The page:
As an adult, looking back, I feel so, so sad for the person I was, and how little I thought I deserved.
My friends should have been better, and I should have demanded such. Choosing to spend their time with people who made my life miserable because they were funny should not have been acceptable. Not if they were really friends. There is nothing okay about sitting and making jokes with someone who shows cruelty to others. But I was too lost and immature to ask for better, and I assume those who were my friends were too immature and caught up in their own lives to realize their role in perpetuating the cruelty against me.
By the end of senior year, however, I already knew those friendships were too weak to stand. Of the three people I had counted friends in high school, only one truly seemed to care about me. And she had made it very, very clear to me that she was not intending to carry anything from high school to college with her, including relationships. I’ve always been affectionate — that’s my nature. I think it did not work with her own. And that was fine. She was very clear about her expectations, and that was kinder, perhaps, than pretending to be closer than we were.
I left for college and have never, ever looked back. Nor will I. There will be no high school reunion for me, because there was no “union” in the first place. The school itself got me into the college that helped me redefine myself and create the life I now lead. That is its value and I am grateful for it. But there is nothing for me there with those people who knew my name and never gave me the time of day at best. And there is nothing worth revisiting with those who sought to bring me pain and isolation for years.
After the nightmares of last night, I did a bit of Google searching and found the three main people who started as friends and became points of sorrow thereafter. Anyone is surprisingly easy to track down if you know their full name and general location, after all.
The true bully, the one who drew pictures, has become semi-famous in his field. When I came upon a picture, my heart went into my throat and I was momentarily 16 years old again and just as hurt and lost. Even now, a thousand miles away and surrounded by loving people, he can still hurt me in remembrance.
I thought, for a moment, about contacting him through his website. Demanding to know if he remembered what he had done to me, how he had spent almost four and a half years making my life miserable. Finding out if he recognized the pain he had caused, deliberately, intentionally, constantly. Asking if he would admit that his treatment of me trickled down to everyone else I might ever have befriended and left me adrift. Seeking any kind of apology or acknowledgement.
But just as quickly, I discarded the idea.
Nothing good can come of it. Either he doesn’t care, still, and feels he was in the right at the time (or that his actions, while unkind, were not “bad enough” to warrant my seeking him out 20 years later), or he has done his own soul-searching and come to his own conclusions about his behavior, and he has to live with that guilt, too. Slamming back into his life would open up those floodgates for us both. And, the truth is, that an apology might feel good, but it isn’t going to make anything change. It won’t rewrite the history of those years. It won’t give me the chance at relationships with those already spread to the world. If he doesn’t care, then I am the only one who stands to get hurt all over again. If he does, then I don’t owe him my forgiveness or chance to make amends.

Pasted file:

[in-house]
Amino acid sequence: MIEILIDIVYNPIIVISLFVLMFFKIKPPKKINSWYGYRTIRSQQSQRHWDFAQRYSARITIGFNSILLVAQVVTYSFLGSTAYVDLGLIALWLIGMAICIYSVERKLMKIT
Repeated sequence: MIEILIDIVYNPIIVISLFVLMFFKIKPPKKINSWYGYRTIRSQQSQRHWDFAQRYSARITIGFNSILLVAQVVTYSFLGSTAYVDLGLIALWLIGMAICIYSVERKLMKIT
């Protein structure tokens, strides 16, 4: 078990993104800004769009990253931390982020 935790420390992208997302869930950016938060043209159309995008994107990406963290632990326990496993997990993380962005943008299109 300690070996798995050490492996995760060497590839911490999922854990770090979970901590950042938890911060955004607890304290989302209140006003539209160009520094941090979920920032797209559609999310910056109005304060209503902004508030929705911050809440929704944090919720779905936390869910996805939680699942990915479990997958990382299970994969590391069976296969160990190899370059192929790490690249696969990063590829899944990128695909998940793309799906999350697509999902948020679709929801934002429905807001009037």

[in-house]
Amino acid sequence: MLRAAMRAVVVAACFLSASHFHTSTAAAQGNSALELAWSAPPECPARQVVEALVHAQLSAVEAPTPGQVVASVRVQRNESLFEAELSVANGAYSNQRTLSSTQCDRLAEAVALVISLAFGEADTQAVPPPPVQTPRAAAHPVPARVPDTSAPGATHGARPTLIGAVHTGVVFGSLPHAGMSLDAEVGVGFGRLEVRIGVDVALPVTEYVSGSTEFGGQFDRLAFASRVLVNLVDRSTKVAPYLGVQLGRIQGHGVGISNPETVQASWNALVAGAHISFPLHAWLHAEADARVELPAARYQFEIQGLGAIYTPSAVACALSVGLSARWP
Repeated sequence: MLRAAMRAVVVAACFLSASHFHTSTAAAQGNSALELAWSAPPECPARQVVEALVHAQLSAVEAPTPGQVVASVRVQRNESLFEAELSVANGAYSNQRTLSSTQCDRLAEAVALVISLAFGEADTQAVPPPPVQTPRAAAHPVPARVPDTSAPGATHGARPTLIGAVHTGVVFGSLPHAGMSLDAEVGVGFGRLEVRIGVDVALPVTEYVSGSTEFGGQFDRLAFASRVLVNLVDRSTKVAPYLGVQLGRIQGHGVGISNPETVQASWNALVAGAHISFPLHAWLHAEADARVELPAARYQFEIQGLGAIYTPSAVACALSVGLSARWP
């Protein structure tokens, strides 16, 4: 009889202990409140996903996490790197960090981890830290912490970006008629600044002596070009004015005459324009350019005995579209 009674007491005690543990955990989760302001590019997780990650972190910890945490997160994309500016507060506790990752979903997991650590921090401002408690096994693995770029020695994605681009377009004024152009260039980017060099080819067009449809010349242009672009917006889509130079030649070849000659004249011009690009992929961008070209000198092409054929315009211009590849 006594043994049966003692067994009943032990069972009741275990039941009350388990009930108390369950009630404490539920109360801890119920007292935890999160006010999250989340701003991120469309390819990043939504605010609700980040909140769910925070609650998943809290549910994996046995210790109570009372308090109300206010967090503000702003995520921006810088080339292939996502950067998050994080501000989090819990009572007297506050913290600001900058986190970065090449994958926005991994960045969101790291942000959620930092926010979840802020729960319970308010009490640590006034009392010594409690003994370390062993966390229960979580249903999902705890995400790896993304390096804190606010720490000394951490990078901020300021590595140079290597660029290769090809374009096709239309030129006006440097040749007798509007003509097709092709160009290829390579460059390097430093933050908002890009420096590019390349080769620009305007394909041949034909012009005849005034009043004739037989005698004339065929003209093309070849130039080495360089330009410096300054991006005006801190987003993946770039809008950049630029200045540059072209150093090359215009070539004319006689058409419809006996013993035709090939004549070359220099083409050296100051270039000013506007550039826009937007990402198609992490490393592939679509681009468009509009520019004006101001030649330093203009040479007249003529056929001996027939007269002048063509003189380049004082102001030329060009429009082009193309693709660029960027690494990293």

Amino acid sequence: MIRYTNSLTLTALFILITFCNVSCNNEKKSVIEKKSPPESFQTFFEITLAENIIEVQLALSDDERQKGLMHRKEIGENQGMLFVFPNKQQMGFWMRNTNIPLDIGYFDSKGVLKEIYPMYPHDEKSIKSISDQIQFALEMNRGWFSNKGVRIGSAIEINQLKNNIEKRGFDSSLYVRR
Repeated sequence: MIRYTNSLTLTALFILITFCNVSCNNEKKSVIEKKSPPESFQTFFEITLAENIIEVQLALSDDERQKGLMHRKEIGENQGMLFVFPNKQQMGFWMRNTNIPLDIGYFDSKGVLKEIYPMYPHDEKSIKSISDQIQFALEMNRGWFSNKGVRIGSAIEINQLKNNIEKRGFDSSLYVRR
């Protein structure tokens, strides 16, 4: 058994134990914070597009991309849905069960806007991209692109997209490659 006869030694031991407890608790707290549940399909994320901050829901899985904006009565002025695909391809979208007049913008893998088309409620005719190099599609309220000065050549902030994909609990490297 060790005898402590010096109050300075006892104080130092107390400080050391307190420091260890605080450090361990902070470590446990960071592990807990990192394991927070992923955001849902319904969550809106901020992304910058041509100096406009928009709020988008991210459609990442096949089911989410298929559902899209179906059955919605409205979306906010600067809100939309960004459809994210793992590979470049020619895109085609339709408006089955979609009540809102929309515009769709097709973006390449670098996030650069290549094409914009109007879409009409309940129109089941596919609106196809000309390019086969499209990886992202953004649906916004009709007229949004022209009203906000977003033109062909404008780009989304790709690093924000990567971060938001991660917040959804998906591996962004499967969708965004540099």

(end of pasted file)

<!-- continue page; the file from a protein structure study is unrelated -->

Life isn’t like the movies where the estranged people find one another after a long separation and cry and all is well ever after. One who was hurt does not owe their pain-maker a chance at redemption or a cinematic reconciliation. If it helps the one hurt, then of course it is a good thing — but if it does not, if it does not serve the person already in pain, then it is not worth the doing. Because it is the need of the one who was hurt that comes first.
And I have nothing I want to hear from that bully, so I have nothing to say.
Bullying doesn’t have to be physical, punching in the bathroom and worse in the locker room, to do lasting damage. It doesn’t have to be screamed insults or whispered comments to scar. Bullying takes many forms, as many as there are ways to hurt, and each and every one of those is valid. I was never hit by a classmate, never teased before my grade, but I was a victim of bullying nonetheless. Me and millions of others. And the shadows of that experience colored the first few years of my college life, until the roots I put down in Minnesota became strong enough to beat back the weeds of high school.
Last night, my dreams decided to remind me about all that I endured, and the harm it caused to me. But today, in the fading sunlight, I choose instead to think about how far I’ve come.
I was bullied and alone. But I am not anymore.
I’ve become strong enough to stand up for myself, to demand appropriate and respectful treatment, to defend others when a comment is aimed to hurt, even unintentionally.
I’ve found for myself people who are supportive and kind, people who would not sit idly by while someone spoke of me in a hurtful manner, people who would not choose to sit at a table with one determined to torment me.
I’ve learned that, while it may be a human response to lash out at others in your own selfishness when you are hurting, too, that I don’t have to take it from anyone. I’ve gained the confidence to be able to say, “I get that you’re not okay, but what you’re doing is not okay, also. Now do better.”
I’m happy in this life that I’ve built for myself. I have now far more than I ever dreamed I could find in those dark high school days.
And every one of you who reads this blog is a part of that.
My high school bullies are behind me. Thank you for helping me build the road ahead.